The 16th Durham Light Infantry in Italy, 1943 - 1945 (Kindle)
The Second World War is vanishing into the pages of history. The veterans were once all around us, but their numbers are fast diminishing. While still in their prime many recorded their memories with Peter Hart for the Imperial War Museum. As these old soldiers now fade away their voices from the front are still strong with a rare power to bring the horrors of war back to vivid life.
The 16th Durham Light Infantry were supposed to be just an 'ordinary' battalion. But their experiences as they fought their way up through Italy show that there is no such thing as 'ordinary'. They struggled to break out from Salerno, then across the countless rivers and mountain ranges that seemed to spring up to bar their way to victory. They learnt their military skills the hard way facing determined German opposition every step of the way. These were no 'D-Day Dodgers' but heroes in their own right. But there was another battle being fought as they struggled to maintain their morale day by day, as their friends died and their seemed to be no end in sight. This is their story.
Peter Hart was born in 1955. After attending Liverpool University he has worked as the Oral Historian at the Imperial War Museum since 1981, He is responsible for interviewing veterans of all conflicts from the Great War to the present day. His previous books include 1918: A Very British Victory, The Somme, 1916, Aces Falling: War Above the Trenches, 1918 and Jutland, 1916. His Voices from the Front series with Pen & Sword includes, The 16th Durham Light Infantry, The 2nd Norfolk regiment and the South Notts Hussars. He is married with two children and lives in North London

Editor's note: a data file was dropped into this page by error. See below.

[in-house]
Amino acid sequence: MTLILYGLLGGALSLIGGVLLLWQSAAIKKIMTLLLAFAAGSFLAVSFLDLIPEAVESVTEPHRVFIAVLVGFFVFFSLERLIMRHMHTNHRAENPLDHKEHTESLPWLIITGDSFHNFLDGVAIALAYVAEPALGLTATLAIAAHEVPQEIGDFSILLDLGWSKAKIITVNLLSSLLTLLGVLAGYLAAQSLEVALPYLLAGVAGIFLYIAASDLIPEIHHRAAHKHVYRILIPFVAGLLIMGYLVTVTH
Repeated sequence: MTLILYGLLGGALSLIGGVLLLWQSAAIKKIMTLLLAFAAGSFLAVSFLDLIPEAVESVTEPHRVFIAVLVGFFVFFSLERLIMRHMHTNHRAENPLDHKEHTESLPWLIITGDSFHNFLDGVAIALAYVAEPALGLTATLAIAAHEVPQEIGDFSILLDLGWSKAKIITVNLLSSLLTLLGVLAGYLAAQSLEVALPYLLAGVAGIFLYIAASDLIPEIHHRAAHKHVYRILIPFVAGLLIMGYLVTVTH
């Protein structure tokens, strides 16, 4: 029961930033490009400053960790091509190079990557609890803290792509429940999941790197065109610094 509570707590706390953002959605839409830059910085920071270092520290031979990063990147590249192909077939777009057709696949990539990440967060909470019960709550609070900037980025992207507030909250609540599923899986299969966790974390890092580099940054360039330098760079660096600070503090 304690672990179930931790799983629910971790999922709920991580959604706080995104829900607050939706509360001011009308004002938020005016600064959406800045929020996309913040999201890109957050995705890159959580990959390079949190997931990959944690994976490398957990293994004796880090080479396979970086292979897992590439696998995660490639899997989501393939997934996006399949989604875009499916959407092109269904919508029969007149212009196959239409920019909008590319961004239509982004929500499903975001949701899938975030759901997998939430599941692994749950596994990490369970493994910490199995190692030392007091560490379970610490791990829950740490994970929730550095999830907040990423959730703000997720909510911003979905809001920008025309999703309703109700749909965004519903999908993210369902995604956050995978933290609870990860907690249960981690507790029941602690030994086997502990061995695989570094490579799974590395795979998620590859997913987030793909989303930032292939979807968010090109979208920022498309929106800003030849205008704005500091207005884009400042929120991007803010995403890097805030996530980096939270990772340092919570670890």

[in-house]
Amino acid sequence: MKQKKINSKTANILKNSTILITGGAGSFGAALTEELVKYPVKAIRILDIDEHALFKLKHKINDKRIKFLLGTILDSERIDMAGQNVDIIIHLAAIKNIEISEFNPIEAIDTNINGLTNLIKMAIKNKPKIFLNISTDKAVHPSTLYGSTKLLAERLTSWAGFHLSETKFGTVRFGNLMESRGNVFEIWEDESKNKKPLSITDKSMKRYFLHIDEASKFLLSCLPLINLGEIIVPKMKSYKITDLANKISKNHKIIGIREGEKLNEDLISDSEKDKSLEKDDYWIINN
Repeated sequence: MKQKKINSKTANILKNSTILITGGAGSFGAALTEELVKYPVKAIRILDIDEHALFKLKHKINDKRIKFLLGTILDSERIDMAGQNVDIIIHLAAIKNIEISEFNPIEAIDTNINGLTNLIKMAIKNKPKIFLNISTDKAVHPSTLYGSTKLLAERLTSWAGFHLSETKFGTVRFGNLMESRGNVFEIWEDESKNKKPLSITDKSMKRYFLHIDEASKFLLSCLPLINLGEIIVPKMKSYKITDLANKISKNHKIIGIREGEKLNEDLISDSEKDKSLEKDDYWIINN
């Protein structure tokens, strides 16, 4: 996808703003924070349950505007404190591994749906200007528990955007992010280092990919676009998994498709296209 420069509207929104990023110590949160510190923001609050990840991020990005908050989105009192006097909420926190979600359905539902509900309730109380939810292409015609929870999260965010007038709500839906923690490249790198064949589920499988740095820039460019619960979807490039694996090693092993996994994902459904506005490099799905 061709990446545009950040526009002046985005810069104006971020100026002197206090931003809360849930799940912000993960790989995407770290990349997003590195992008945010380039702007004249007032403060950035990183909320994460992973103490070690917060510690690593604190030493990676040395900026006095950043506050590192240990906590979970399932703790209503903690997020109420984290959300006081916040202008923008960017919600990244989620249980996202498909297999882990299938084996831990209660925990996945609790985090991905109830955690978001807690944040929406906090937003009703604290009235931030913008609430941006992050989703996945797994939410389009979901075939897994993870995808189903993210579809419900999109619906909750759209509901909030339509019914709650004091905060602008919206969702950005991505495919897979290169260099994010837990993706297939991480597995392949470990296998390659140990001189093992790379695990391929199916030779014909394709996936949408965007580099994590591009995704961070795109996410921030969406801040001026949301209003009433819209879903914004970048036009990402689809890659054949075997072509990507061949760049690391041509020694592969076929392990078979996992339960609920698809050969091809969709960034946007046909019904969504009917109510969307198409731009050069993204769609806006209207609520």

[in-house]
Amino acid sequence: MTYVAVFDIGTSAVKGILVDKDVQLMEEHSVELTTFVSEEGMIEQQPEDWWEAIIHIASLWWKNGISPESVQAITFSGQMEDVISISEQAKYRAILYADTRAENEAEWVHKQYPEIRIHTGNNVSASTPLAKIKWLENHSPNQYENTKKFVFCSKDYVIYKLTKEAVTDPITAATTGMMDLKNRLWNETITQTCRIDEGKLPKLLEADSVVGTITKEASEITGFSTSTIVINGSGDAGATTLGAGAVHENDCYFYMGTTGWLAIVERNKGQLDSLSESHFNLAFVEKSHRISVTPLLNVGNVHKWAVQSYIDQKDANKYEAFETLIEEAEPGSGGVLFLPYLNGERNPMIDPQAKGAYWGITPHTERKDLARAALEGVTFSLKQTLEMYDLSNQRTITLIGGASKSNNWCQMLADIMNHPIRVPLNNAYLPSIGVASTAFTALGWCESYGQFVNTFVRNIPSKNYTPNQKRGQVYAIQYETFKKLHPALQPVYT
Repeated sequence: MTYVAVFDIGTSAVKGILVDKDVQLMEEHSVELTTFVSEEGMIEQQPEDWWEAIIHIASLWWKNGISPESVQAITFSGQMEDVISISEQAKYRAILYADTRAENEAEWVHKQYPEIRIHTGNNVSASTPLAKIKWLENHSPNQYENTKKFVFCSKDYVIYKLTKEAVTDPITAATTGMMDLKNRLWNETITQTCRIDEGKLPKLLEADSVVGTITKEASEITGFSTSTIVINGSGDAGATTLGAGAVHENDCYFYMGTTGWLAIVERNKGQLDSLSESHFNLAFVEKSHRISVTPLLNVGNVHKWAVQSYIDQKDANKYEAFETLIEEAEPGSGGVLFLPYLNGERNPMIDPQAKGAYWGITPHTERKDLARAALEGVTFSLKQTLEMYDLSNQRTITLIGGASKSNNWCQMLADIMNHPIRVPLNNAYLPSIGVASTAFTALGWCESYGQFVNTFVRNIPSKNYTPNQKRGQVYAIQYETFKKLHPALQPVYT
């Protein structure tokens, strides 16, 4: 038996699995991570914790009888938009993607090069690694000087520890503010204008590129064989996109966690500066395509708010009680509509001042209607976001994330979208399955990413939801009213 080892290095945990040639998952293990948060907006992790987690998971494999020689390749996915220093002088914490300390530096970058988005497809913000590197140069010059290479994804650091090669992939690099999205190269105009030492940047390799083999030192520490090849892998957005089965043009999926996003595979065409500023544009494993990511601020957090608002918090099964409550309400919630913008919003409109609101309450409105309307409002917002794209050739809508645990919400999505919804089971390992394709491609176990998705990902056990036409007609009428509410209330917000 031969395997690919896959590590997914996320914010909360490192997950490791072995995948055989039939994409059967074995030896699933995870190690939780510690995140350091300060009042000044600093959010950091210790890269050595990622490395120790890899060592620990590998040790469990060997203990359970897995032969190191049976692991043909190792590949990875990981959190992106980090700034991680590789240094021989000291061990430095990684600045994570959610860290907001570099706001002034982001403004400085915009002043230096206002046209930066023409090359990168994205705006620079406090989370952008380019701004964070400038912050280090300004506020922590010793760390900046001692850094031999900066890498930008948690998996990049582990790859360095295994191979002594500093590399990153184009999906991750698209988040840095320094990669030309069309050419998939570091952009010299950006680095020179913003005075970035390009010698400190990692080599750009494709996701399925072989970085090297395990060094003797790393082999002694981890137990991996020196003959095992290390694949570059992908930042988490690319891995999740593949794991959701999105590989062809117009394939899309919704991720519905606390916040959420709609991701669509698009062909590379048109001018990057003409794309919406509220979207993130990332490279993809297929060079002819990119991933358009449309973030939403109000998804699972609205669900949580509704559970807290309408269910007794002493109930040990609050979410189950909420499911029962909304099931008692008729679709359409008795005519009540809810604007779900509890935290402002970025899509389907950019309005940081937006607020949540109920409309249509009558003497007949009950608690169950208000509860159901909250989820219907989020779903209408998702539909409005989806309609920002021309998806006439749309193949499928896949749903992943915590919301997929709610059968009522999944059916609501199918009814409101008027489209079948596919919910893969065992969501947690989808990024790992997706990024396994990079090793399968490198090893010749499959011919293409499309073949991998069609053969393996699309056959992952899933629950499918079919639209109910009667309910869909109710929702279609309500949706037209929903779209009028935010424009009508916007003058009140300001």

As seen in...Britain at War Magazine
They learnt their military skills the hard way facing determined German opposition every step of the way. These were no "D-Day Dodgers" but heroes in their own right. But there was another battle being fought as they struggled to maintain their morale day by day, as their friends died and their seemed to be no end in the sight.Spartacus review